Published online Feb 27, 2019. doi: 10.4254/wjh.v11.i2.217
Peer-review started: August 31, 2018
First decision: October 16, 2018
Revised: December 31, 2018
Accepted: January 9, 2019
Article in press: January 9, 2019
Published online: February 27, 2019
Transjugular intrahepatic portosystemic shunts (TIPS) can alleviate complications of portal hypertension such as ascites and variceal bleeding by decreasing the portosystemic gradient. In limited clinical situations, parallel TIPS may be only solution to alleviate either variceal bleeding or ascites secondary to portal hypertension when the primary TIPS fails to do so. Data specifically addressing the use of this partially polytetrafluoroethylene covered nitinol stent (Viatorr®) is largely lacking despite Viatorr® being the current gold standard for modern TIPS placement.
All three patients had portal hypertension and already had a primary Viatorr® TIPS placed previously. All patients have undergone failed endoscopy to manage acute variceal bleeding before referral for a parallel stent (PS). PS were placed in patients presenting with recurrent variceal bleeding despite existence of a widely patent primary TIPS. Primary stent patency was verified with either Doppler ultrasound or intra-procedural TIPS stent venography. Doppler ultrasound follow-up imaging demonstrated complete patency of both primary and parallel TIPS. All three patients did well on clinical follow-up of up to six months and no major complications were recorded. A review of existing literature on the role of PS in the management of portal hypertension complications is discussed. There are three case reports of use of primary and PS Viatorr® stents placement, only one of which is in a patient with gastrointestinal variceal bleeding despite a patent primary Viatorr® TIPS.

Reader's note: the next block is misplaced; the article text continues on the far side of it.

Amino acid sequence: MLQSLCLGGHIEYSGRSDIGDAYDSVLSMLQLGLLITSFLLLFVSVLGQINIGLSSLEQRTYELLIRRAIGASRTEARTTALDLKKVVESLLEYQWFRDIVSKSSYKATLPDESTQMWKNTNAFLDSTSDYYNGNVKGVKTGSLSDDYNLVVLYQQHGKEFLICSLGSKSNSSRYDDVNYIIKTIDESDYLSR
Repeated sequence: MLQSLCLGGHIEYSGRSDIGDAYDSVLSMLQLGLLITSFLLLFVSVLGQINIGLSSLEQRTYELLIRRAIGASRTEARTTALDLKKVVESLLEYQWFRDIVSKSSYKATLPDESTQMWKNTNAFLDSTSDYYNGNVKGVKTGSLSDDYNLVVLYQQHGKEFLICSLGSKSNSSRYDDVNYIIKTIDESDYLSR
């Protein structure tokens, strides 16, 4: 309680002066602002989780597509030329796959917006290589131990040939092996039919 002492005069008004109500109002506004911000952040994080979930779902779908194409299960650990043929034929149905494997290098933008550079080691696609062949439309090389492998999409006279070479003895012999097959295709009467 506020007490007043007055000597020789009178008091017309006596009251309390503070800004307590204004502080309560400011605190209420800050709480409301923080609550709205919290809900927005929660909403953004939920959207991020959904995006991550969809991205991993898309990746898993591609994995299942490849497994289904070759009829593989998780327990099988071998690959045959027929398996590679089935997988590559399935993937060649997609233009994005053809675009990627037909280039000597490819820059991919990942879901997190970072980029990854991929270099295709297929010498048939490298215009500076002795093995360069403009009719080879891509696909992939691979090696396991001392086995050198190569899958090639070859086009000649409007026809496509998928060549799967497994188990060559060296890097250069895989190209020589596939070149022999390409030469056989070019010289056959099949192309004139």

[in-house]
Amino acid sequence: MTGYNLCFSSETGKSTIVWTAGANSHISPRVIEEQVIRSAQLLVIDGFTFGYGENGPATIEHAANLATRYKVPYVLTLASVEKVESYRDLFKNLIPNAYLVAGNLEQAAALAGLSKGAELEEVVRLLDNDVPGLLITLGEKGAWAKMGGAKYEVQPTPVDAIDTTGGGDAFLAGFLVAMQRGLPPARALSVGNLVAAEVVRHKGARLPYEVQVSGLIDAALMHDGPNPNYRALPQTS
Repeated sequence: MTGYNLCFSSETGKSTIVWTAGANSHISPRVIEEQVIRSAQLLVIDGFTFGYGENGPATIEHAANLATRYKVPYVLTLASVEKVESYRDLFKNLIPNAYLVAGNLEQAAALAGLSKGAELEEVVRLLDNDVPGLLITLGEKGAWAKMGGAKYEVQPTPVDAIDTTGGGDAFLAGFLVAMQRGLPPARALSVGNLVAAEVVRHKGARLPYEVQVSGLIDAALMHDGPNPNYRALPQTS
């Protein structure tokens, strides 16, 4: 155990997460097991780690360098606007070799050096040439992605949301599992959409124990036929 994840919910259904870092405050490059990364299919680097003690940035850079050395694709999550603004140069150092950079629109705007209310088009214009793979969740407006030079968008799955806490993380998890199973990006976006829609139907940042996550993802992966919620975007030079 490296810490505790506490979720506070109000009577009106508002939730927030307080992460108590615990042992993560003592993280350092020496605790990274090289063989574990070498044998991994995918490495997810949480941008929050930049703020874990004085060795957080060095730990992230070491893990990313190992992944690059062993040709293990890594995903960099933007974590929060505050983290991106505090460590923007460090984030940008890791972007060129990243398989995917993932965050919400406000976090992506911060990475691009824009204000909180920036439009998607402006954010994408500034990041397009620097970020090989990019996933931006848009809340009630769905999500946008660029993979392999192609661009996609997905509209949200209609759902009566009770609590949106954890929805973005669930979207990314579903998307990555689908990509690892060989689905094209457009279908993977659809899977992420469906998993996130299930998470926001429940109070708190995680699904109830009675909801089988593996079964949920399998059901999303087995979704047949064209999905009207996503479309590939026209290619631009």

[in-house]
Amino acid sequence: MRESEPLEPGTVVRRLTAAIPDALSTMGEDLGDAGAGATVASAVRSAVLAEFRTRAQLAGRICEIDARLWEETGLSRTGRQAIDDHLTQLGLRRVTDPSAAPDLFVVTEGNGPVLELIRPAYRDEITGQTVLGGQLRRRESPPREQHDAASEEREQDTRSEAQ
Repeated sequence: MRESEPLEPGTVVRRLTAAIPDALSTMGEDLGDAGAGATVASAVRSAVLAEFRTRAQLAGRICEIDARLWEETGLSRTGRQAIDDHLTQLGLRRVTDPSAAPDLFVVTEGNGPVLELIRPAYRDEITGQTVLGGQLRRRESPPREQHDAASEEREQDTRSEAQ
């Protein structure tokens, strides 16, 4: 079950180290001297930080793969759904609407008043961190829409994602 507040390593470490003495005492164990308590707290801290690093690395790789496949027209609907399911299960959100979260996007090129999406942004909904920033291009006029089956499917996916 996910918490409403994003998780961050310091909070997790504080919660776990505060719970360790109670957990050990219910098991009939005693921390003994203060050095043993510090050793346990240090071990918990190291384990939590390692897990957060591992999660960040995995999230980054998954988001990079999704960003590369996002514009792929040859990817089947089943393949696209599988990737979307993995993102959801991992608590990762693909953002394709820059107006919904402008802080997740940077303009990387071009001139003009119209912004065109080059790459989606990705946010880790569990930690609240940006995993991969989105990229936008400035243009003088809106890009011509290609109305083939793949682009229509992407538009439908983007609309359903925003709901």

Viatorr® PS placement in the management of variceal hemorrhage is feasible with promising short term patency and clinical follow-up data.
Core tip: To our knowledge, we are first to report a three-case series with 6-month follow-up data using Viatorr® for both primary transjugular intrahepatic portosystemic shunt (TIPS) and parallel TIPS placement for the management of recurrent upper gastrointestinal variceal hemorrhage. Although, parallel TIPS placement has been previously reported, it was largely using bare metal stents and/or fully covered stents. Data regarding the use of the partially polytetrafluoroethylene-covered nitinol stent (Viatorr®) in parallel TIPS placement is largely lacking despite this device being the current gold standard for TIPS placement.